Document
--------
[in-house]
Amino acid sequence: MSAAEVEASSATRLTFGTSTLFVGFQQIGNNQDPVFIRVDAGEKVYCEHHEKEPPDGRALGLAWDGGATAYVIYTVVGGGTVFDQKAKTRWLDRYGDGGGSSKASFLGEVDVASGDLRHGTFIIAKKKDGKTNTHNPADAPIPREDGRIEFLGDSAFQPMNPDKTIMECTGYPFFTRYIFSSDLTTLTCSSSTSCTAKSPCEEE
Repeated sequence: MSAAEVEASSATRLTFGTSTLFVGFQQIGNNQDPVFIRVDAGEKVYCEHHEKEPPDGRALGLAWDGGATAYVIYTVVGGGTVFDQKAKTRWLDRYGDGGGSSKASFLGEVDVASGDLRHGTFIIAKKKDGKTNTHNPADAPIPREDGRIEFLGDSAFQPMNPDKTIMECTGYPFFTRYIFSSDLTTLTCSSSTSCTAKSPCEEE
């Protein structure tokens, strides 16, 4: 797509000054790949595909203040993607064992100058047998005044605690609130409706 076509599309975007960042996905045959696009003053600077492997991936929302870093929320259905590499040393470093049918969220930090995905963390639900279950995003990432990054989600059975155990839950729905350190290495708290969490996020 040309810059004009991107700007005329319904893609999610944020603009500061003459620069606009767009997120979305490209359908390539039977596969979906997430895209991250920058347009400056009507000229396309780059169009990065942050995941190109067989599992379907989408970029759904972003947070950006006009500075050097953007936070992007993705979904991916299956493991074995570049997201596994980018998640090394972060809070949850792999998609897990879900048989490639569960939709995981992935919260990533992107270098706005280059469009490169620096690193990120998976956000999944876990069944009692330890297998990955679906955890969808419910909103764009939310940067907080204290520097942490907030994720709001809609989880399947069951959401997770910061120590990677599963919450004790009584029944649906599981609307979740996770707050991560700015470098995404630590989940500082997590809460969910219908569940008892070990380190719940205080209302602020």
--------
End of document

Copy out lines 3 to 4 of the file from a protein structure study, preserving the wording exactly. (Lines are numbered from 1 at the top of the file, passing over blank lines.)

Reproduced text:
Repeated sequence: MSAAEVEASSATRLTFGTSTLFVGFQQIGNNQDPVFIRVDAGEKVYCEHHEKEPPDGRALGLAWDGGATAYVIYTVVGGGTVFDQKAKTRWLDRYGDGGGSSKASFLGEVDVASGDLRHGTFIIAKKKDGKTNTHNPADAPIPREDGRIEFLGDSAFQPMNPDKTIMECTGYPFFTRYIFSSDLTTLTCSSSTSCTAKSPCEEE
């Protein structure tokens, strides 16, 4: 797509000054790949595909203040993607064992100058047998005044605690609130409706 076509599309975007960042996905045959696009003053600077492997991936929302870093929320259905590499040393470093049918969220930090995905963390639900279950995003990432990054989600059975155990839950729905350190290495708290969490996020 040309810059004009991107700007005329319904893609999610944020603009500061003459620069606009767009997120979305490209359908390539039977596969979906997430895209991250920058347009400056009507000229396309780059169009990065942050995941190109067989599992379907989408970029759904972003947070950006006009500075050097953007936070992007993705979904991916299956493991074995570049997201596994980018998640090394972060809070949850792999998609897990879900048989490639569960939709995981992935919260990533992107270098706005280059469009490169620096690193990120998976956000999944876990069944009692330890297998990955679906955890969808419910909103764009939310940067907080204290520097942490907030994720709001809609989880399947069951959401997770910061120590990677599963919450004790009584029944649906599981609307979740996770707050991560700015470098995404630590989940500082997590809460969910219908569940008892070990380190719940205080209302602020």